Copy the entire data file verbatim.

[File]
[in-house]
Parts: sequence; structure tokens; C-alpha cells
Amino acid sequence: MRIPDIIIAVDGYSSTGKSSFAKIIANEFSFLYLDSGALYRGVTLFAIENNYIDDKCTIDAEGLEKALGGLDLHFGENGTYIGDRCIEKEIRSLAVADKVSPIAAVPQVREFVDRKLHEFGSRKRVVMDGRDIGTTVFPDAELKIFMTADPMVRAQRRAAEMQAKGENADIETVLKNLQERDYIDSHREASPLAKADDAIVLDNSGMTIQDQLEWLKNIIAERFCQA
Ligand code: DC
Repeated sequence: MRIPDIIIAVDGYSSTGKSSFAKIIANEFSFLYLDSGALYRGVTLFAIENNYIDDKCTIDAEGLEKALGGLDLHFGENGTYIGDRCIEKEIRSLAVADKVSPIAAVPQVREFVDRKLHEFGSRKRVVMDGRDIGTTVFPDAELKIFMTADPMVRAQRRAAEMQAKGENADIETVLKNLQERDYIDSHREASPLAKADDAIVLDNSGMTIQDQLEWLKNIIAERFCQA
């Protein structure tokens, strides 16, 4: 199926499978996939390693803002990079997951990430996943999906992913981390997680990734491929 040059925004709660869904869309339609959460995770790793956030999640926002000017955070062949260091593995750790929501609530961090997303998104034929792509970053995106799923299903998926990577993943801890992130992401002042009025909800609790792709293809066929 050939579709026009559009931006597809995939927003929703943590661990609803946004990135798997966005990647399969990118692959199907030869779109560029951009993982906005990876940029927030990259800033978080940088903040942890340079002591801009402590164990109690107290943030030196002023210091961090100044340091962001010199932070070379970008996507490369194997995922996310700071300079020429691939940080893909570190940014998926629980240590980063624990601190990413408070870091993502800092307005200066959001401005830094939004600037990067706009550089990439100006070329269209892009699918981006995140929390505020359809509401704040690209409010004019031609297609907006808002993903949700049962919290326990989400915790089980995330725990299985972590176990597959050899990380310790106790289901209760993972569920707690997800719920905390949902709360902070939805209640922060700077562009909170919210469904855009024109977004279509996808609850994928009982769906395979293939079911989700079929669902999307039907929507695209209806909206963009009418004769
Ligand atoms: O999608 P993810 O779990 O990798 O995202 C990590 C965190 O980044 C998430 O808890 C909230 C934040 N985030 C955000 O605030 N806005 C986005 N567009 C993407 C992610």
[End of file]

[in-house]
Parts: sequence; structure tokens; C-alpha cells
Amino acid sequence: MRIPDIIIAVDGYSSTGKSSFAKIIANEFSFLYLDSGALYRGVTLFAIENNYIDDKCTIDAEGLEKALGGLDLHFGENGTYIGDRCIEKEIRSLAVADKVSPIAAVPQVREFVDRKLHEFGSRKRVVMDGRDIGTTVFPDAELKIFMTADPMVRAQRRAAEMQAKGENADIETVLKNLQERDYIDSHREASPLAKADDAIVLDNSGMTIQDQLEWLKNIIAERFCQA
Ligand code: DC
Repeated sequence: MRIPDIIIAVDGYSSTGKSSFAKIIANEFSFLYLDSGALYRGVTLFAIENNYIDDKCTIDAEGLEKALGGLDLHFGENGTYIGDRCIEKEIRSLAVADKVSPIAAVPQVREFVDRKLHEFGSRKRVVMDGRDIGTTVFPDAELKIFMTADPMVRAQRRAAEMQAKGENADIETVLKNLQERDYIDSHREASPLAKADDAIVLDNSGMTIQDQLEWLKNIIAERFCQA
């Protein structure tokens, strides 16, 4: 199926499978996939390693803002990079997951990430996943999906992913981390997680990734491929 040059925004709660869904869309339609959460995770790793956030999640926002000017955070062949260091593995750790929501609530961090997303998104034929792509970053995106799923299903998926990577993943801890992130992401002042009025909800609790792709293809066929 050939579709026009559009931006597809995939927003929703943590661990609803946004990135798997966005990647399969990118692959199907030869779109560029951009993982906005990876940029927030990259800033978080940088903040942890340079002591801009402590164990109690107290943030030196002023210091961090100044340091962001010199932070070379970008996507490369194997995922996310700071300079020429691939940080893909570190940014998926629980240590980063624990601190990413408070870091993502800092307005200066959001401005830094939004600037990067706009550089990439100006070329269209892009699918981006995140929390505020359809509401704040690209409010004019031609297609907006808002993903949700049962919290326990989400915790089980995330725990299985972590176990597959050899990380310790106790289901209760993972569920707690997800719920905390949902709360902070939805209640922060700077562009909170919210469904855009024109977004279509996808609850994928009982769906395979293939079911989700079929669902999307039907929507695209209806909206963009009418004769
Ligand atoms: O999608 P993810 O779990 O990798 O995202 C990590 C965190 O980044 C998430 O808890 C909230 C934040 N985030 C955000 O605030 N806005 C986005 N567009 C993407 C992610």